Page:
Volume 16 Part 1 Article 24
Title: Investigation of Mushroom Substrate Odors by Chemical and Olfactory Methods
Authors: G. Duns and D.L. Rinker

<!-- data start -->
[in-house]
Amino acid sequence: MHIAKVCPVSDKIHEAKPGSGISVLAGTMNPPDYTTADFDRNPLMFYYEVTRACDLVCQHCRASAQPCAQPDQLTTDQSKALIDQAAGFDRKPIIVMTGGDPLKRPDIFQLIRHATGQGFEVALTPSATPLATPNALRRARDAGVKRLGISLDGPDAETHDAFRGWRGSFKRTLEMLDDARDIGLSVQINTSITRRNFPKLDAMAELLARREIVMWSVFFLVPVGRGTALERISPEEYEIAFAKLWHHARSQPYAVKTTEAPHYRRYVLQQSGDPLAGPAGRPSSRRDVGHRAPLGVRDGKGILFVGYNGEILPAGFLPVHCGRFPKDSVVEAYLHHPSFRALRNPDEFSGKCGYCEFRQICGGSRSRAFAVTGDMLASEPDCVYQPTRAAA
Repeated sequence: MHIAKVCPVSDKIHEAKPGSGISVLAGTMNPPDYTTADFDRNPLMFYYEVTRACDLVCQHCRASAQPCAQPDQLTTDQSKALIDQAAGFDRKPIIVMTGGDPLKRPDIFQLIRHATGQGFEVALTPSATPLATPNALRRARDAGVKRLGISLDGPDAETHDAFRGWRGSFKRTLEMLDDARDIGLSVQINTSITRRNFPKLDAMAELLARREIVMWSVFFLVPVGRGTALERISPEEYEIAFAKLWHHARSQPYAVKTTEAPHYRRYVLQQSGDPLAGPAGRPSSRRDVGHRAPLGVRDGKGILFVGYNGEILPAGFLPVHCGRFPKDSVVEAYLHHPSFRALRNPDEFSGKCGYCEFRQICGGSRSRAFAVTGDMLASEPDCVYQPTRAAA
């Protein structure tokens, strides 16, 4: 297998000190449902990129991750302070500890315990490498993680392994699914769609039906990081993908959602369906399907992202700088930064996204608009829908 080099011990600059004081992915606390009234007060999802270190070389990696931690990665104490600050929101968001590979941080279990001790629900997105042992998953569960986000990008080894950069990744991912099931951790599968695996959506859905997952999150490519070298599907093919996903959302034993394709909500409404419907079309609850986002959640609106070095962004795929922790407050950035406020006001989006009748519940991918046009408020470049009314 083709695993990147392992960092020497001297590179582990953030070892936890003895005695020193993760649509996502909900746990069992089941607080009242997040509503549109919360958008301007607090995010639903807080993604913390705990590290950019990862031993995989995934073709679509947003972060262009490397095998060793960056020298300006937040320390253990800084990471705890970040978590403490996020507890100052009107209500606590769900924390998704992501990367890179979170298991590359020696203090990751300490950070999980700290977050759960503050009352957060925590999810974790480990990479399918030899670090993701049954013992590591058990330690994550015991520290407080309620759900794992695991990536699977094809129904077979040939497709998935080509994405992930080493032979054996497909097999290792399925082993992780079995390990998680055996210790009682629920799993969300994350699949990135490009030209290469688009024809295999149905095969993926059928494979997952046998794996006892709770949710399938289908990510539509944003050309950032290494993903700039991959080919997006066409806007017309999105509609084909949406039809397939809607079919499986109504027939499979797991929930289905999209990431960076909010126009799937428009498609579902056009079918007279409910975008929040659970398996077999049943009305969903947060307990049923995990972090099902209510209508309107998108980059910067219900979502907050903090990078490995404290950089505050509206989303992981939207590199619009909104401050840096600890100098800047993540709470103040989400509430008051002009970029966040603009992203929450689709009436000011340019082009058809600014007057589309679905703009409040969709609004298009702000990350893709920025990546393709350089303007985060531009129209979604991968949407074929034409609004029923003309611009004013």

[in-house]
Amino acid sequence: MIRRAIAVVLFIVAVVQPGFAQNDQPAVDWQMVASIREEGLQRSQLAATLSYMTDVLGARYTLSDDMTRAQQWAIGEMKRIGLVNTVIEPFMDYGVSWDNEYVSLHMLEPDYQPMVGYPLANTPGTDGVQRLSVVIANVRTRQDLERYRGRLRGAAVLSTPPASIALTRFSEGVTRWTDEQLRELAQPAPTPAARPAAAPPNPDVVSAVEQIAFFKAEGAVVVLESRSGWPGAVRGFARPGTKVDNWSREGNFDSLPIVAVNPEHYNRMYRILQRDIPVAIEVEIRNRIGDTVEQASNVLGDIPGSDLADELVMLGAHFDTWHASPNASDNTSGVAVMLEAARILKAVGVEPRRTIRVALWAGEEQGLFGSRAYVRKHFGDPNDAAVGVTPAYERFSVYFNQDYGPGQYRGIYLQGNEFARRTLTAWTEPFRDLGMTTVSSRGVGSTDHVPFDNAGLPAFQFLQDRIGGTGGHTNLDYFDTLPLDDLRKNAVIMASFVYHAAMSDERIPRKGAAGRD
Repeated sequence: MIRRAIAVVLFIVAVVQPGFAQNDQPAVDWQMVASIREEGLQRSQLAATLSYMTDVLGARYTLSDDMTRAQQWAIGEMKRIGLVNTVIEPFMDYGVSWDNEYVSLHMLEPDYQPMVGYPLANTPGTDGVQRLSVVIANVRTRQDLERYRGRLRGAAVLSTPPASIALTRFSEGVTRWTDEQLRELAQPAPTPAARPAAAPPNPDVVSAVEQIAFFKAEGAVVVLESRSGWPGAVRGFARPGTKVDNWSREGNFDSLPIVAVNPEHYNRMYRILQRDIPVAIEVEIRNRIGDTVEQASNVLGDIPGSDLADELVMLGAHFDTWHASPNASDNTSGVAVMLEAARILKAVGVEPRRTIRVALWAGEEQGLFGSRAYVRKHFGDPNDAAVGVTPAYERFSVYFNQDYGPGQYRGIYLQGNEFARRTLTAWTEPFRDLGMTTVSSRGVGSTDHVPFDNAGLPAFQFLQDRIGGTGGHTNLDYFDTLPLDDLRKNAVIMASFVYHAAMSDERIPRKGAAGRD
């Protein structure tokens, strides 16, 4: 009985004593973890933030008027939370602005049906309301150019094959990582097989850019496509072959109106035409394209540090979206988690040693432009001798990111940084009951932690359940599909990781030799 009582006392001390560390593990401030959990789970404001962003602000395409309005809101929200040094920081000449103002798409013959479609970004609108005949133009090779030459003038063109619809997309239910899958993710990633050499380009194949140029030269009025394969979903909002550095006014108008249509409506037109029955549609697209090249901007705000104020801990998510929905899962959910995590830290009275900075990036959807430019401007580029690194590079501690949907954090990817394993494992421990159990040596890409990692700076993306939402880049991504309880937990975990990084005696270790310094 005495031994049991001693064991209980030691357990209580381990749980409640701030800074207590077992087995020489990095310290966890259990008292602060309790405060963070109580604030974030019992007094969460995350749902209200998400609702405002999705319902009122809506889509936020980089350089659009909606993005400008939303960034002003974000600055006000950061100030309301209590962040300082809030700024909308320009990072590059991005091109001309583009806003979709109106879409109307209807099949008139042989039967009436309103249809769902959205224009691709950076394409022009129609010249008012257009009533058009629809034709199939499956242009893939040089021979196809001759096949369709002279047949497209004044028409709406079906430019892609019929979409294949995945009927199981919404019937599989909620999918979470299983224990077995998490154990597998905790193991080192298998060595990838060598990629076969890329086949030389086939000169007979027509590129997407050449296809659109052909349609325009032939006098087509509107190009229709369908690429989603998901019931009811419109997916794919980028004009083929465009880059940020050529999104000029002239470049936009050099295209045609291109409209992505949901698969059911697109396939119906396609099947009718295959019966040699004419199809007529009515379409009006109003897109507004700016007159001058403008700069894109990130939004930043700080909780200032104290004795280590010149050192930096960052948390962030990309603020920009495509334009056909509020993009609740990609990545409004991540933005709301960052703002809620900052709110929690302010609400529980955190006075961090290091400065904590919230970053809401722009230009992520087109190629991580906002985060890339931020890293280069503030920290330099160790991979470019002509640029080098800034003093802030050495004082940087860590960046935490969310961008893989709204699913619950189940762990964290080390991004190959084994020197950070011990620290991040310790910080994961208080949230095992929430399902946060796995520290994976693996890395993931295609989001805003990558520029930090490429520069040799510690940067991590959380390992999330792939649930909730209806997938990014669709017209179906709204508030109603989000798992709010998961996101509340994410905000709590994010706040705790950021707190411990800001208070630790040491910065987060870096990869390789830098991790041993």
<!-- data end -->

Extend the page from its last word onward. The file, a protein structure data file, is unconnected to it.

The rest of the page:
The adoption of measures to reduce the emission of odors during the Phase I preparation of mushroom (Agaricus bisporus) substrate requires an understanding of the chemical and sensory properties of the odors in question. We have investigated mushroom substrate odors using a combination of gas chromatography and olfactory methods. The findings of an investigation using mushroom substrate produced by traditional windrow Phase I composting indicated that the odors consisted primarily of reduced sulfur compounds, as well as volatile fatty acids and amines. Continuous monitoring of the composting process at a mushroom farm indicated that odor emissions were highest at the end of Phase I, during the turning of the windrows, and during the pre-wet operations involving the use of recycled water. In a study comparing traditional and forced aeration composts prepared at a farm, it was found that forced aeration empirically reduced odor emissions by approximately 80%. This reduction was not statistically significant due to a wide variation in the data for both systems. The results of olfactory evaluations by trained panelists indicated that the odors from either system were on an average rated as moderately intense to slightly unpleasant.Please login to download the PDF for this proceeding.